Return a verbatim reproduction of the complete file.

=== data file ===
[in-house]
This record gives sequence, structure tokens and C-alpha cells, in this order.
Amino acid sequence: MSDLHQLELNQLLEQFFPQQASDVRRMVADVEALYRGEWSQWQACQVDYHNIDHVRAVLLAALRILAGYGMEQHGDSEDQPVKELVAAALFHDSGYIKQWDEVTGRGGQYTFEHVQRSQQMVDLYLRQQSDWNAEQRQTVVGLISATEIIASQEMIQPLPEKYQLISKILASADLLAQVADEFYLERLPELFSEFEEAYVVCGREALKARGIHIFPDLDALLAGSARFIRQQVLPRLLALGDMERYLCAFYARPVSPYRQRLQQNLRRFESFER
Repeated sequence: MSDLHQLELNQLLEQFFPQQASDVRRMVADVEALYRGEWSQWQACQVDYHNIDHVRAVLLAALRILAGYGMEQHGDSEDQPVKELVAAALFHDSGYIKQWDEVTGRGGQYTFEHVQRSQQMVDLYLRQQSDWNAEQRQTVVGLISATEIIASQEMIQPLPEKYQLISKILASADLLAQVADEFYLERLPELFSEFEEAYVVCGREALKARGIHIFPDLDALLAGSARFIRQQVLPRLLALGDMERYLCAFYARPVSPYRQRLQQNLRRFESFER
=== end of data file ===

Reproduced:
[in-house]
This record gives sequence, structure tokens and C-alpha cells, in this order.
Amino acid sequence: MSDLHQLELNQLLEQFFPQQASDVRRMVADVEALYRGEWSQWQACQVDYHNIDHVRAVLLAALRILAGYGMEQHGDSEDQPVKELVAAALFHDSGYIKQWDEVTGRGGQYTFEHVQRSQQMVDLYLRQQSDWNAEQRQTVVGLISATEIIASQEMIQPLPEKYQLISKILASADLLAQVADEFYLERLPELFSEFEEAYVVCGREALKARGIHIFPDLDALLAGSARFIRQQVLPRLLALGDMERYLCAFYARPVSPYRQRLQQNLRRFESFER
Repeated sequence: MSDLHQLELNQLLEQFFPQQASDVRRMVADVEALYRGEWSQWQACQVDYHNIDHVRAVLLAALRILAGYGMEQHGDSEDQPVKELVAAALFHDSGYIKQWDEVTGRGGQYTFEHVQRSQQMVDLYLRQQSDWNAEQRQTVVGLISATEIIASQEMIQPLPEKYQLISKILASADLLAQVADEFYLERLPELFSEFEEAYVVCGREALKARGIHIFPDLDALLAGSARFIRQQVLPRLLALGDMERYLCAFYARPVSPYRQRLQQNLRRFESFER